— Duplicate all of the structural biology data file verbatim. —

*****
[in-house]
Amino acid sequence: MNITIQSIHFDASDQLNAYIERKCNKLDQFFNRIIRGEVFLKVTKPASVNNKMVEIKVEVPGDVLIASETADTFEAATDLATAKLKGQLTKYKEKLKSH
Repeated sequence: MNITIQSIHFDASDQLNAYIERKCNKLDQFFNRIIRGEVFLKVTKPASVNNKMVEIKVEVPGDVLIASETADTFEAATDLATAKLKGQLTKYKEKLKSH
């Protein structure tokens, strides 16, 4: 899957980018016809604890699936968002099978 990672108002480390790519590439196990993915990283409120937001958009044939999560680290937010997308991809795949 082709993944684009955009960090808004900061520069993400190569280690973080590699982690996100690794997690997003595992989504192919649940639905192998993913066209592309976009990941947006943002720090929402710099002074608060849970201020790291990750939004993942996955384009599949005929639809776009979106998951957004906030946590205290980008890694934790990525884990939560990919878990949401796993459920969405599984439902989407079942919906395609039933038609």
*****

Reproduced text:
[in-house]
Amino acid sequence: MNITIQSIHFDASDQLNAYIERKCNKLDQFFNRIIRGEVFLKVTKPASVNNKMVEIKVEVPGDVLIASETADTFEAATDLATAKLKGQLTKYKEKLKSH
Repeated sequence: MNITIQSIHFDASDQLNAYIERKCNKLDQFFNRIIRGEVFLKVTKPASVNNKMVEIKVEVPGDVLIASETADTFEAATDLATAKLKGQLTKYKEKLKSH
């Protein structure tokens, strides 16, 4: 899957980018016809604890699936968002099978 990672108002480390790519590439196990993915990283409120937001958009044939999560680290937010997308991809795949 082709993944684009955009960090808004900061520069993400190569280690973080590699982690996100690794997690997003595992989504192919649940639905192998993913066209592309976009990941947006943002720090929402710099002074608060849970201020790291990750939004993942996955384009599949005929639809776009979106998951957004906030946590205290980008890694934790990525884990939560990919878990949401796993459920969405599984439902989407079942919906395609039933038609």